Exposed; The Art of Expression

By Jo Phillips

Could you ever define a piece of art?

Is it art because it is displayed in a swanky gallery in Paris, or is it art because it sells for millions of dollars?

Do we appreciate the piece because of the physical and aesthetic attributes, or because of the meaning or story behind the piece?

The truth is, art can be any of these things. From the landscape painters of the impressionist movement to the colourful explosion of pop art, all have a certain allure that has captured the attention of art lovers worldwide.

At first glance, a piece of art usually captures us through its visual magnetism, and this can be through colour or application.

Vincent Van Gogh instantly recognisable through his style of painting which was often used to represent his emotion. His canvases are densely laden with paint, visible brushstrokes, depicted in a bright luxurious palette emphasising his personal expression brought to life through paint.


Similarly, Israeli painter Leonid Afremov works from photographs taken from his world travels reflecting a personal memory and emotion with a stronger focus on the feeling as oppose to a meaning. The elegance of rich colours play together with his infamous and unusual application method, Afremov applies oils using only a palette knife, a method that gives the piece movement and texture resulting in a collection of luminous landscapes and cities.


Both artists, along with many others, use methods such as these to evoke emotion in a subtle and visually pleasing way; others take a more direct approach to expressing meaning and often expose more personal experiences and beliefs.

Mexican artist Frida Kahlo, is famous for her self-portraits and unapologetic depiction of her physical and emotional pain experienced throughout her life. Frida declared that her art was not surrealistic; despite what many believed, her paintings were representational of her own life and emotions:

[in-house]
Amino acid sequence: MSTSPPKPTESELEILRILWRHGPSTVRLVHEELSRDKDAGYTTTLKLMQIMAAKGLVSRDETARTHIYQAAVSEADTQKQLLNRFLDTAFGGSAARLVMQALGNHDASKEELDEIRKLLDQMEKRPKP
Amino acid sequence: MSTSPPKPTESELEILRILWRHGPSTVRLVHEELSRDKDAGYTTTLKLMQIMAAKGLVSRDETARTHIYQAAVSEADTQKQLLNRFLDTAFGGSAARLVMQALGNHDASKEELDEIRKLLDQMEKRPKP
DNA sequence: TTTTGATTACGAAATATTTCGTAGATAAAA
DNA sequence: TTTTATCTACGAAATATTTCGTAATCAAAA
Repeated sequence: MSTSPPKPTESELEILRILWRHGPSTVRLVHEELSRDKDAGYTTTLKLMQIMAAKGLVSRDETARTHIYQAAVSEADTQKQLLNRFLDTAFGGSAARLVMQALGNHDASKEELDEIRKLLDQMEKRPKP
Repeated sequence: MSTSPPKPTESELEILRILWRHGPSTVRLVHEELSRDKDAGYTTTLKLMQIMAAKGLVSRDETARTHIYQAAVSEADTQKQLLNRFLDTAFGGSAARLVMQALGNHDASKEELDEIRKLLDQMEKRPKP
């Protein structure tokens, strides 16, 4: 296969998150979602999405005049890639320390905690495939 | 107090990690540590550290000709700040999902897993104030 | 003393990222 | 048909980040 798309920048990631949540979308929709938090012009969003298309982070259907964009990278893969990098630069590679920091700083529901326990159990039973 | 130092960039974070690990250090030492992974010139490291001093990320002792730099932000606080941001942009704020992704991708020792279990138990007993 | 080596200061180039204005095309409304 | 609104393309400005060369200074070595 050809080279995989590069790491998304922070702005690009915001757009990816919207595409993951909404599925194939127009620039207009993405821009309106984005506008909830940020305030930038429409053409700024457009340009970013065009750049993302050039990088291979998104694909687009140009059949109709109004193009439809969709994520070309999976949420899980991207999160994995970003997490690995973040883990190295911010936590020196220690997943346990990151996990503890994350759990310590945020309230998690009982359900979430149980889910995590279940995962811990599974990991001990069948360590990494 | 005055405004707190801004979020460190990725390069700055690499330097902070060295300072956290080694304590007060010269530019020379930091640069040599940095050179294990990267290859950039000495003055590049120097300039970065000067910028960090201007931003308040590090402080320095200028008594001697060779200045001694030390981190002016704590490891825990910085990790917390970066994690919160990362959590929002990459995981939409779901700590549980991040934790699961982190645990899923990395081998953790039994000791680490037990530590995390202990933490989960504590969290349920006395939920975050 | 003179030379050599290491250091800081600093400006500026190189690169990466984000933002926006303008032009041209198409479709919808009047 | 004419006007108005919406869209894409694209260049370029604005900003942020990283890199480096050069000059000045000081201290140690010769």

Me pinto a mí misma porque soy a quien mejor conozco.” Or “I paint myself because that’s who I know best.”

One of the most memorable examples of her work, ‘Autorretrato con collar des espinas’ or ‘Self-portrait with thorn necklace’. Frida painted this portrait during a time of crisis in her marriage. The striking image of a thorn necklace sinking into her neck – a sign of the pain caused by her broken marriage. Frida’s vivid yet often romantic paintings uncovered a dark reality and offered her a creative release.


In Laurence Noga’s second project at the C&C gallery, he combines an industrial and geometric aesthetic with more personal themes and undercurrents. Noga’s recent work aims to create a connection between an external reality and an individual relation to his own history. Entitled ‘Open Systems’, this term refers to the method in which Noga creates both his paintings and constructions. The Systems painter Malcolm Hughes mentions an “abstraction of characteristics.” He wants the audience to think about the ideas behind the construction of the work, from the physical nature to the medium used.


All the artists mentioned use an aspect of their work to expose something about themselves, some more subtle and creative others more obvious and expressive.


Running from October 28, 2017 – March 30, 2018, The Turtle Bay museum in California will present its Art Exposed exhibition. It explores what makes a piece of art, from the application to the presentation. With historic landscapes by William Keith to abstract expressionist pieces by Sam Francis, the extensive exhibition explores a multitude of media with a drop-in art studio giving people the opportunity to create their own works of art, whatever that may mean to them.


Written by Leyla Sitki









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